Russell is no coy or mannered mistress of the freaky. Much of the pleasure in reading her comes from the wily freshness of her language and the breezy nastiness of her observations … A grim, stupendous, unfavorable magic is at work in these stories. They are not chicly ironic or satiric and certainly not existentially or ethically curious (though punishment for childhood cruelty is pretty much self-inflicted and eternal in ‘The Graveless Doll’). The innocent do not fare well, not the funicular ticket girl in the title story nor the obedient boy attempting to deliver an all-important window in an unworldly blizzard over bone-strewn prairie … Many of the stories are marvelous, but the collection is marred by the inclusion of the overlong and uncharacteristically sentimental ‘New Veterans’...and the rather mundane tale ‘The Seagull Army Descends on Strong Beach, 1979.’
Ms. Russell writes with such psychological precision and such a fully imagined sense of what Derek’s harrowing war experience was like that the more surreal aspects of the story simply become a mirror of a surreal world in which death for a young American arrives in a faraway palm grove in Iraq, a world in which soldiers find that a good-will gesture has set them up for an ambush … The more persuasive stories in this book feature genuine outsiders who consider themselves monsters — because they are ugly or different, set apart from others by their looks or experience or self-conscious self-loathing. It is these monsters that Ms. Russell portrays with such sympathy and inventiveness.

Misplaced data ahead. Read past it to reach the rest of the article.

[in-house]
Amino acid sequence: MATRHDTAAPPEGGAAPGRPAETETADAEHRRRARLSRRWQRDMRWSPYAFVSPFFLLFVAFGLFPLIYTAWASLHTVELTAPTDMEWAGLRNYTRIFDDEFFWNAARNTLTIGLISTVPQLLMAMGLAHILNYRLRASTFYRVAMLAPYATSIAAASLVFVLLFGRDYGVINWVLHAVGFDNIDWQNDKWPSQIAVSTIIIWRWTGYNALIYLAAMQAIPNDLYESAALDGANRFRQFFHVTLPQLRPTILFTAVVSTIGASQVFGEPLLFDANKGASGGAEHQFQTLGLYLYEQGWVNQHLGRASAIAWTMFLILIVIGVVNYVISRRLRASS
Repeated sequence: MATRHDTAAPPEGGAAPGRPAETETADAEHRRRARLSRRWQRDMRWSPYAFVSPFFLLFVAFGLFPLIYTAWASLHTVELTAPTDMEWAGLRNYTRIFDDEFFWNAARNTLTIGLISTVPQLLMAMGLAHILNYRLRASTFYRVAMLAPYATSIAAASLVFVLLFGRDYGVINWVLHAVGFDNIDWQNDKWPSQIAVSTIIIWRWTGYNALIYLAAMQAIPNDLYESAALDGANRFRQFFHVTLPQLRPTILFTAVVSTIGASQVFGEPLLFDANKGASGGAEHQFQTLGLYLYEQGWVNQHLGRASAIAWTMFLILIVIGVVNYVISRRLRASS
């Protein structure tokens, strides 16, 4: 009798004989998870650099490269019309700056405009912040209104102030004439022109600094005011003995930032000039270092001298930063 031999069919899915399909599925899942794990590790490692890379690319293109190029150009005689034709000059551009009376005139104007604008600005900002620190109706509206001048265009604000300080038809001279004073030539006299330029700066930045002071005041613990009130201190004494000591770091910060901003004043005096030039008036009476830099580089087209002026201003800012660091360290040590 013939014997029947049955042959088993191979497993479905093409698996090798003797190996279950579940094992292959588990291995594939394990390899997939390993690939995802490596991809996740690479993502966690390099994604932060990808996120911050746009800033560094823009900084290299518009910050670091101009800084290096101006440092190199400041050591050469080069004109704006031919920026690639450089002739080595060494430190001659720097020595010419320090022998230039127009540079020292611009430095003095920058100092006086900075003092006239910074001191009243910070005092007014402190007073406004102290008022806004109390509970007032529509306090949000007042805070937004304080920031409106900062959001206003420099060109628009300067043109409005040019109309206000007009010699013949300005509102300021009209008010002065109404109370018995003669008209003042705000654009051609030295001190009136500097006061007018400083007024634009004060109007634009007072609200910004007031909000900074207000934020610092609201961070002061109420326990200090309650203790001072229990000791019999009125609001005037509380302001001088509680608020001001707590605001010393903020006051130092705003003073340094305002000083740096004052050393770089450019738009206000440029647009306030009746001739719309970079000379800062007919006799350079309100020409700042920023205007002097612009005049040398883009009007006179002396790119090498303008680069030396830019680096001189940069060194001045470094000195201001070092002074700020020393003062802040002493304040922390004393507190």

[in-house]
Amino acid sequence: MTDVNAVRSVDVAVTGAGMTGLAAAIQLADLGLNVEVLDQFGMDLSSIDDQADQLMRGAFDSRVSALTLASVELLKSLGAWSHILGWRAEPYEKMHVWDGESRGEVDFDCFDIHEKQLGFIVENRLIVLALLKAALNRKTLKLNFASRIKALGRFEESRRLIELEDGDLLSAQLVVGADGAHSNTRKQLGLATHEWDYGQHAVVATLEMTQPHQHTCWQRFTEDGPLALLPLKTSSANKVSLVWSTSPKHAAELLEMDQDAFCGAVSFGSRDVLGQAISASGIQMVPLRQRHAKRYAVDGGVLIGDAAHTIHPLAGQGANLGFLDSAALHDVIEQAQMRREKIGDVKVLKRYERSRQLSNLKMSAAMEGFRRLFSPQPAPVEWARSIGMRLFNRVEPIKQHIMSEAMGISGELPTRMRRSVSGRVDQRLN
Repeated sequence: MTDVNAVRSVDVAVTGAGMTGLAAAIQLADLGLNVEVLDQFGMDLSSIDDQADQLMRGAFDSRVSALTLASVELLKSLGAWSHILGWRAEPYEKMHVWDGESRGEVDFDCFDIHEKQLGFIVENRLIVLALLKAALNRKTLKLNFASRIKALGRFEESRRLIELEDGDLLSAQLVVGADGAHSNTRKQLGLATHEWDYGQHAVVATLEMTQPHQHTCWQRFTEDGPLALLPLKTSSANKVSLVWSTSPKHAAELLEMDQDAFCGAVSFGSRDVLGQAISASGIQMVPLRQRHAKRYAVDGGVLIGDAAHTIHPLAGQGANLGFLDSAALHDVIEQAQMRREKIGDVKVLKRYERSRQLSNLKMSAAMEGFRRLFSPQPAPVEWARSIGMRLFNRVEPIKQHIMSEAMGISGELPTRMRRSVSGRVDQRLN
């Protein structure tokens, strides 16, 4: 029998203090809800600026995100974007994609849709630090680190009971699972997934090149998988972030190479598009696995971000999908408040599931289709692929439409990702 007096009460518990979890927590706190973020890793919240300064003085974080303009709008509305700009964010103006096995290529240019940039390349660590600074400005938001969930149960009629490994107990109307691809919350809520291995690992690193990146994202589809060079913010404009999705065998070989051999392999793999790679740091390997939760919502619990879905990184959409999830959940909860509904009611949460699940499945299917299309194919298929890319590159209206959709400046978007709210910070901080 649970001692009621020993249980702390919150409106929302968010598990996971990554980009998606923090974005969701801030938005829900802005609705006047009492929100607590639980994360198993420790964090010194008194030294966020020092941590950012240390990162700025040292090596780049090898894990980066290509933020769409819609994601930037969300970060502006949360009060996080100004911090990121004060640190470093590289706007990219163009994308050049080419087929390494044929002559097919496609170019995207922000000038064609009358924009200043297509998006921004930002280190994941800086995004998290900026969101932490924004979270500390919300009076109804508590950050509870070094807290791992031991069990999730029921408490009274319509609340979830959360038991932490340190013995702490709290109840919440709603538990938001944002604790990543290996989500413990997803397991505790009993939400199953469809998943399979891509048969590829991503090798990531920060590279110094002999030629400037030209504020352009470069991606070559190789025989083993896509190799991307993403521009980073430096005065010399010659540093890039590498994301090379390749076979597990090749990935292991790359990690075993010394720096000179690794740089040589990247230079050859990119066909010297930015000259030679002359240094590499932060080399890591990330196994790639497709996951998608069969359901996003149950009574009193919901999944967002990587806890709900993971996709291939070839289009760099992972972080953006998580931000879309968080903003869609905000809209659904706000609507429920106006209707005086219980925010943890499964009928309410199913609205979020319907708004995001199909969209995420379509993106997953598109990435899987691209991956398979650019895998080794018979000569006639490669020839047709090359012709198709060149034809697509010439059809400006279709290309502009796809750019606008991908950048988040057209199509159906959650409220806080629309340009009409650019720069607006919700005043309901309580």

...shot through with dizzying language ...Never heavy-handed, the stories in Vampires in the Lemon Grove are imbued with notions of grace and redemption. ‘There is a loneliness,’ vampire Clyde tells us, ‘that must be particular to monsters, I think, the feeling that each is the only child of a species.’ The monsters here practice the frail magic of living with a wobbly vivacity, and Russell’s greatest gift is how she awakens them in our minds. While the stories aren’t religious, they overtake you like some mystical tidal wave. Russell’s prose is touched always with pain and wonder, her characters have an uncanny ability to access what Robert Walser called ‘the true truths,’ and her plots are giddy and snap-wicked. On top of that, she’s hell-bent on raucousness.